2:1 (typically this would require 3 floors of housing over one floor of retail) . The minimum residential/retail ratio assures that these zoning incentives are available only for mixed-use projects, not for purely commercial or institutional uses.


40 ft.

40-80 ft.

Where currently 40 ft., allow 50 feet only to the extent it is necessary to accommodate a high ceiling first floor for the desired ground floor use. Where currently 50 - 79 feet, stay the same; where currently 80 feet, increase to 85 feet. Large retail uses generally need about 20 feet floor-to-floor at the ground floor. Three levels of housing (@10 feet each) are needed to make projects feasible and attractive. "Modified Type III" construction (four floors of stick housing over retail) can be constructed to a height of 65 feet; and economic concrete construction can be built up to 85 feet.

Residential Density

1:800 s.f. of lot area; 1:600 with PUD

1:600 s.f. of lot area; 1 per 400 with PUD

No limit. Within height and bulk restrictions, the developer should be given the flexibility to develop as many or as few units as needed.

Rear Yard


25% at residential levels


None. Substitute 75% lot coverage maximum at residential levels and apply mixed-use design guidelines to conform to block patterns and light and air requirements. This achieves the goal of at least 25% yard area, consistent with already existing NC zoning, without specifying where on the site it must be located.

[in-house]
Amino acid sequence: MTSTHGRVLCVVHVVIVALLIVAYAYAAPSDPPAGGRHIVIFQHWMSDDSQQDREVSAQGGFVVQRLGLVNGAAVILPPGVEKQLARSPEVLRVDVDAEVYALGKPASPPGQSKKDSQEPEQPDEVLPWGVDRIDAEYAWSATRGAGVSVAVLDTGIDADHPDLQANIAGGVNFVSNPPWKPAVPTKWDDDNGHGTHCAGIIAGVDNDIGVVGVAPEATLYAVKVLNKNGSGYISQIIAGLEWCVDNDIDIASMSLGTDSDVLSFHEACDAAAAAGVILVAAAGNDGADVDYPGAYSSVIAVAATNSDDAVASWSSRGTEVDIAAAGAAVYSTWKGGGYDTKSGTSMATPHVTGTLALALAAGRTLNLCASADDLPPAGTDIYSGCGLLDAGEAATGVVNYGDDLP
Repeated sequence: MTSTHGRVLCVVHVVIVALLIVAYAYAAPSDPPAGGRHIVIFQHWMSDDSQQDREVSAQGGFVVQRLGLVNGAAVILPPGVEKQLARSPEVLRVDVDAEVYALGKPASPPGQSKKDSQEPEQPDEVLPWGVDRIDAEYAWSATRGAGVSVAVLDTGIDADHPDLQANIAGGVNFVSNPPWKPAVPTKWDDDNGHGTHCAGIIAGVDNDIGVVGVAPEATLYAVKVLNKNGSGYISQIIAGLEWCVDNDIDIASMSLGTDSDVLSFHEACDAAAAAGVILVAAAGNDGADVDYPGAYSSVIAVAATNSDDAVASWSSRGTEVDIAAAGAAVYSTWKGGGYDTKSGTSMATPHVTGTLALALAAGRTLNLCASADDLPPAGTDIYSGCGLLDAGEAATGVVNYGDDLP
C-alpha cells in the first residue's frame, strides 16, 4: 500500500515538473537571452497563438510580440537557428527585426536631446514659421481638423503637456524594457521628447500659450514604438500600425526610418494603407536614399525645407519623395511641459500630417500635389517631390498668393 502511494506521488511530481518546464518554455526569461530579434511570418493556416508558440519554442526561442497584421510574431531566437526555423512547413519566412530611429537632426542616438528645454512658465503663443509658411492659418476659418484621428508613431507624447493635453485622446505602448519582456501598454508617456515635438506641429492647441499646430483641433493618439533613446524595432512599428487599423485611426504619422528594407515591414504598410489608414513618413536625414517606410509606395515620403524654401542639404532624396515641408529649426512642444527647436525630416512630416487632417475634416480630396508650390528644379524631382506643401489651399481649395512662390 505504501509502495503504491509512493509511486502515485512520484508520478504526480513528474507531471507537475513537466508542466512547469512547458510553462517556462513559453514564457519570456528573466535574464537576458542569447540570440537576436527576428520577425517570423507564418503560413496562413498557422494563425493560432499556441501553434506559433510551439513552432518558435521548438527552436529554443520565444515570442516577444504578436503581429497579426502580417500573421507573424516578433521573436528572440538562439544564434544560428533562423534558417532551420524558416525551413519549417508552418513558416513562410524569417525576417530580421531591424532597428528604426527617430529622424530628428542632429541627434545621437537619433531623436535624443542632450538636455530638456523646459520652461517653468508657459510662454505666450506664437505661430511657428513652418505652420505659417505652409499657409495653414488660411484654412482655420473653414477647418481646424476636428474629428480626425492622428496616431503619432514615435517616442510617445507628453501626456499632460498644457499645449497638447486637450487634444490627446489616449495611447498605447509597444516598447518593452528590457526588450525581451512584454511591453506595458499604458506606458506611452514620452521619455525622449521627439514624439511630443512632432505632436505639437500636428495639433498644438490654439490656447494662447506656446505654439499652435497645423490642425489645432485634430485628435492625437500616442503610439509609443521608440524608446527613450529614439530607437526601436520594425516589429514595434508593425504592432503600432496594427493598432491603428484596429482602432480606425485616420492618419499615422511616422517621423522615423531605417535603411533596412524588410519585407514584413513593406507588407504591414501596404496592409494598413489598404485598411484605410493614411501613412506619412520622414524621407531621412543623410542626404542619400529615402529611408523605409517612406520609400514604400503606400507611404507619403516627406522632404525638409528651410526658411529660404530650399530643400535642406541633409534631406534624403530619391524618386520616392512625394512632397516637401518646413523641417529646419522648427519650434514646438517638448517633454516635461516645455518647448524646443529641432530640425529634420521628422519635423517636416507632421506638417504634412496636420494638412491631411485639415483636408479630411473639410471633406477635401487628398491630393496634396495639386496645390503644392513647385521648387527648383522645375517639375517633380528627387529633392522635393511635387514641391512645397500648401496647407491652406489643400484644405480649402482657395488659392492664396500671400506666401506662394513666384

Residential Open Space

100 s.f. private/ 133 s.f. common

80 s.f. private/ 106.4 s.f. common

60 s.f. private/80 s.f. common. A 60-square foot balcony or patio (10 x 6 feet) is adequate to accommodate seating.

Commercial Open Space



One square foot of publicly accessible open space per 50 square feet of new retail space. Commercial open space can be provided on-site or through providing and maintaining nearby augmented streetscape improvements providing seating and recreation opportunities, pursuant to the guidelines set forth in Planning Code Section 138, or payment of in lieu fee equivalent to estimated cost of acquiring, developing, and maintaining an equal amount of public open space which is planned for acquisition and development within 1200 feet of the project within the next five years.

Residential Parking



No minimum; up to 1:1 maximum and as of right (the market can determine based on location); remove requirement for independently accessible spaces. Parking may be shared between residential and retail users. Car-sharing should be encouraged.





1:1 if height limit is 50 ft. or less. 1.8:1 if height limit is over 50 ft.

Commercial Stories


up to height limit

Two for commercial uses.



1:500 up to 20,000 s.f. minimum; 1:250 over

20,000 s.f. minimum; no maximums

1:500 up to 20,000 s.f. minimum; 1:250 over

20,000 s.f. minimum; no maximums